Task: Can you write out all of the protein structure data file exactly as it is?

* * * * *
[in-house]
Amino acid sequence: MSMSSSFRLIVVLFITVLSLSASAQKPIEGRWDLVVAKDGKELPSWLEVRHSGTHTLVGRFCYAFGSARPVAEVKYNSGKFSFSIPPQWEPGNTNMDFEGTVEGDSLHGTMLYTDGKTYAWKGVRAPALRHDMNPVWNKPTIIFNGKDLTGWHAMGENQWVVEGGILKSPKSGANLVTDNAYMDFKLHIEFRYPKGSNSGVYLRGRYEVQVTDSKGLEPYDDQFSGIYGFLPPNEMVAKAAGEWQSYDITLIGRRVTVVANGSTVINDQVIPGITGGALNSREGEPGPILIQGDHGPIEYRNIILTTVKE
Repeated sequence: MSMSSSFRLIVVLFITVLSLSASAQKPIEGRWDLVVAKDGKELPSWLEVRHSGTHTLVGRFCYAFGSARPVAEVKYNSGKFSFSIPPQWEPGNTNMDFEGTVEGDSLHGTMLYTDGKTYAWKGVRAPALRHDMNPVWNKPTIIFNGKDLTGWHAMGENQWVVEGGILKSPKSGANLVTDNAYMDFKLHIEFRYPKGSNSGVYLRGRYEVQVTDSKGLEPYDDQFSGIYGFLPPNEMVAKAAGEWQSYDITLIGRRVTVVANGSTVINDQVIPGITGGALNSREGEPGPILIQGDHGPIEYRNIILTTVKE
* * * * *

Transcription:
[in-house]
Amino acid sequence: MSMSSSFRLIVVLFITVLSLSASAQKPIEGRWDLVVAKDGKELPSWLEVRHSGTHTLVGRFCYAFGSARPVAEVKYNSGKFSFSIPPQWEPGNTNMDFEGTVEGDSLHGTMLYTDGKTYAWKGVRAPALRHDMNPVWNKPTIIFNGKDLTGWHAMGENQWVVEGGILKSPKSGANLVTDNAYMDFKLHIEFRYPKGSNSGVYLRGRYEVQVTDSKGLEPYDDQFSGIYGFLPPNEMVAKAAGEWQSYDITLIGRRVTVVANGSTVINDQVIPGITGGALNSREGEPGPILIQGDHGPIEYRNIILTTVKE
Repeated sequence: MSMSSSFRLIVVLFITVLSLSASAQKPIEGRWDLVVAKDGKELPSWLEVRHSGTHTLVGRFCYAFGSARPVAEVKYNSGKFSFSIPPQWEPGNTNMDFEGTVEGDSLHGTMLYTDGKTYAWKGVRAPALRHDMNPVWNKPTIIFNGKDLTGWHAMGENQWVVEGGILKSPKSGANLVTDNAYMDFKLHIEFRYPKGSNSGVYLRGRYEVQVTDSKGLEPYDDQFSGIYGFLPPNEMVAKAAGEWQSYDITLIGRRVTVVANGSTVINDQVIPGITGGALNSREGEPGPILIQGDHGPIEYRNIILTTVKE